Welcome to Episode 10 of the Tejon Ranch History Podcast! This episode focuses on Edward Fitzgerald Beale and the behind-the-scenes action he took at Tejon Ranch to purchase the land. You might be surprised to learn that he and his family mostly resided in the nation’s capital while the care of the Ranch was assigned to others. Regardless, when he purchased four Mexican land grants that totaled 270,000 acres—real estate roughly equivalent in size to metropolitan Los Angeles— the price for an acre was a whopping 11 cents! Listen to learn more.

Welcome to Episode Nine of the Tejon Ranch History Podcast. By 1860, Tejon Ranch was the largest settlement in Southern California. However, it would soon become deserted. With the American Civil War starting in 1861, troops were diverted to battlefields across the country. Pleas from Ranch residents and leaders to keep the Ranch guarded were ignored. By 1861, every mule and wagon was loaded up by the U.S. Army and marched out as residents of Tejon Ranch sadly watched. It was a challenging time for the Ranch needless to say and many changes were now on the horizon. Listen to learn more!

Come visit and wander with us this winter!

Don’t let winter slow you down and prevent you from visiting Tejon Ranch. In fact, we encourage you to visit us during the winter. If you belong to our Explorer Membership you can access our thousands of acres of stunning hills and valleys—all changing for the upcoming winter. Before you visit, check out how to prepare and what sights you’ll be able to see this winter, written by our own Mike Campeau.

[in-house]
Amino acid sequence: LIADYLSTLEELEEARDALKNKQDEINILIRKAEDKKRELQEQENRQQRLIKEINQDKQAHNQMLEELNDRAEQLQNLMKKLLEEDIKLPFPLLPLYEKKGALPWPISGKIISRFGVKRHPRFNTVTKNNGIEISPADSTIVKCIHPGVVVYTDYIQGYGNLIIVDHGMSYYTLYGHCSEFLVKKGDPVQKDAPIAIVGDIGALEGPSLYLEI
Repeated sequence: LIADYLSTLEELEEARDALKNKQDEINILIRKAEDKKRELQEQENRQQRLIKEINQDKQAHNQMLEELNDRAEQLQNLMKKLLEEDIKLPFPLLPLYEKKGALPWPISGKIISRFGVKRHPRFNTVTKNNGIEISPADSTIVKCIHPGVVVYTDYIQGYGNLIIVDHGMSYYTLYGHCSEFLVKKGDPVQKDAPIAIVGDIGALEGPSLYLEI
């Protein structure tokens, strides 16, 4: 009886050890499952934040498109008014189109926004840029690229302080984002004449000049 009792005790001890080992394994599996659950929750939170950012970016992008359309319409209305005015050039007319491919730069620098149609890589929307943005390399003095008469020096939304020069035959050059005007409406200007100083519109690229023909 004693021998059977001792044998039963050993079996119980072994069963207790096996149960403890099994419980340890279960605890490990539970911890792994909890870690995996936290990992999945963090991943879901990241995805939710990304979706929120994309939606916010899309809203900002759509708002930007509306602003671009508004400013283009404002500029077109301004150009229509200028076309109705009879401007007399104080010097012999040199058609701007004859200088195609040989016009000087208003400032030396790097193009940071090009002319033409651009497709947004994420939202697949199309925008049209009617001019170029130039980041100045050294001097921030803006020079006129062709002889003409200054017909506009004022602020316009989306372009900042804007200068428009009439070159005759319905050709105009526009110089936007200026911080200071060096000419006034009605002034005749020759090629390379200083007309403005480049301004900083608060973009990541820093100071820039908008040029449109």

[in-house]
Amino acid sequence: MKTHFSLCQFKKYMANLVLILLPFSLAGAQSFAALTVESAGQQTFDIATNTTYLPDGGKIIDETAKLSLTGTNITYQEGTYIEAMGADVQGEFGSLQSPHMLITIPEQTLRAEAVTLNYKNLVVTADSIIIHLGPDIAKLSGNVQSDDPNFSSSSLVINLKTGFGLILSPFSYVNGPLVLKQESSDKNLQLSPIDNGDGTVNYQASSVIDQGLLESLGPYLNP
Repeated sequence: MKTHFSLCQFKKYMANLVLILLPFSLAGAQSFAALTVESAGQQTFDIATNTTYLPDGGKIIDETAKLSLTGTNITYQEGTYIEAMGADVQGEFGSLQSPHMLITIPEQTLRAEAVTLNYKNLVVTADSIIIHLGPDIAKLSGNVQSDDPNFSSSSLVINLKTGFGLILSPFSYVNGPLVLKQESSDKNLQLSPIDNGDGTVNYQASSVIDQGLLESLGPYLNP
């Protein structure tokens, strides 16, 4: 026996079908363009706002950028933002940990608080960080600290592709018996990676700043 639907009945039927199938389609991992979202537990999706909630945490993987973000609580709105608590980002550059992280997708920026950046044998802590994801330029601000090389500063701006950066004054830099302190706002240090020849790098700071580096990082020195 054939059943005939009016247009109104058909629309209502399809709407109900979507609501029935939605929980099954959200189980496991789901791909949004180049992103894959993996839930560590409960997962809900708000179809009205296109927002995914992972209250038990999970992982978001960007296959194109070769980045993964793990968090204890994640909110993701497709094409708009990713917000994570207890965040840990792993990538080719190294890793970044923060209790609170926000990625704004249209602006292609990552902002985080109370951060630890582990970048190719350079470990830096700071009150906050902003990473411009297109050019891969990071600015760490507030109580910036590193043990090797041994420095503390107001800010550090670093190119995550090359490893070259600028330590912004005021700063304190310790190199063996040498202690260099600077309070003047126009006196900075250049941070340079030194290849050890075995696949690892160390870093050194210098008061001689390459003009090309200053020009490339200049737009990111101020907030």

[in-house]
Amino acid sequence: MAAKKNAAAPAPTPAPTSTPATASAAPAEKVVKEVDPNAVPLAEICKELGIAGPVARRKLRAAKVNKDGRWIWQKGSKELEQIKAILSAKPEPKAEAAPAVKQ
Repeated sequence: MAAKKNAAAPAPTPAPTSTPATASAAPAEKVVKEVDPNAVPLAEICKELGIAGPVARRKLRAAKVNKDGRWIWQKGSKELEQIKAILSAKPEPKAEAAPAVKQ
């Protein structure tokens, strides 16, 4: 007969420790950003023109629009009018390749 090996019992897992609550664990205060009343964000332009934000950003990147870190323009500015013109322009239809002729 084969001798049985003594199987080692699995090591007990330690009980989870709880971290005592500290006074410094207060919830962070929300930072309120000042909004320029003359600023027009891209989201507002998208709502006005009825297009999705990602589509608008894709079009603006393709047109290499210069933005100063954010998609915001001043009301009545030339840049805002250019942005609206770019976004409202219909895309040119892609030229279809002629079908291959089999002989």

There’s a chill in the air. Yes, it will be colder, but only on some days. This being California, most of the winter days at Tejon Ranch tend to range in the high 60s to low 70s (try explaining that one to your east coast relatives). Tejon Ranch is located in what I call the “Bermuda Triangle” of weather. We are located at the convergence of the Sierra Nevada mountain, the Mojave Desert and the California coast—and the weather can change here in a heartbeat because of that.

Be prepared for any kind of weather. Dress in layers. And, since our weather can change—it might be warm in the morning, but by afternoon it could be raining—dress so you can strip down or add clothing. If you’re out and about and it starts to rain and get swampy, cut your hike short and get back to base.

Take in the changing landscape. California is often accused of not having four seasons. That’s not the case here at Tejon Ranch. As winter approaches (and  rains come—at least during previous seasons) the foliage falls off the tress, the grassy hills and valleys turn bright green, and the sun is out and bright. This is the perfect combination for a hike or our popular trail rides with your favorite horse, or one of ours.

Our wildlife changes, too. The animals at Tejon Ranch tend to congregate this time of the year. For instance, our elk gather in large “bachelor” groups, providing more presence for guests and more opportunities to take pictures of them and other animals on the Ranch.

Enjoy our snow. Tejon Ranch is never going to be a major skiing destination but we do provide some fun snowy activities (when we have snow). Many visitors have used snow discs for gentle, family friendly snow sledding, built snowmen, and used our beautiful snowy hills and valleys to take some amazing winter photographs.

We hope you visit us this winter. Remember, dress appropriately, be prepared, bring a camera (it’s hard to believe we’re only 90 minutes from Southern California) to take some spectacular winter photos, and most importantly, have fun and get outside.

For more information on joining our Explorer Membership and getting access to the ranch to hike (as well as biking, camping, photography and other fun activities) contact Christine Hollis at (661) 663-4284 or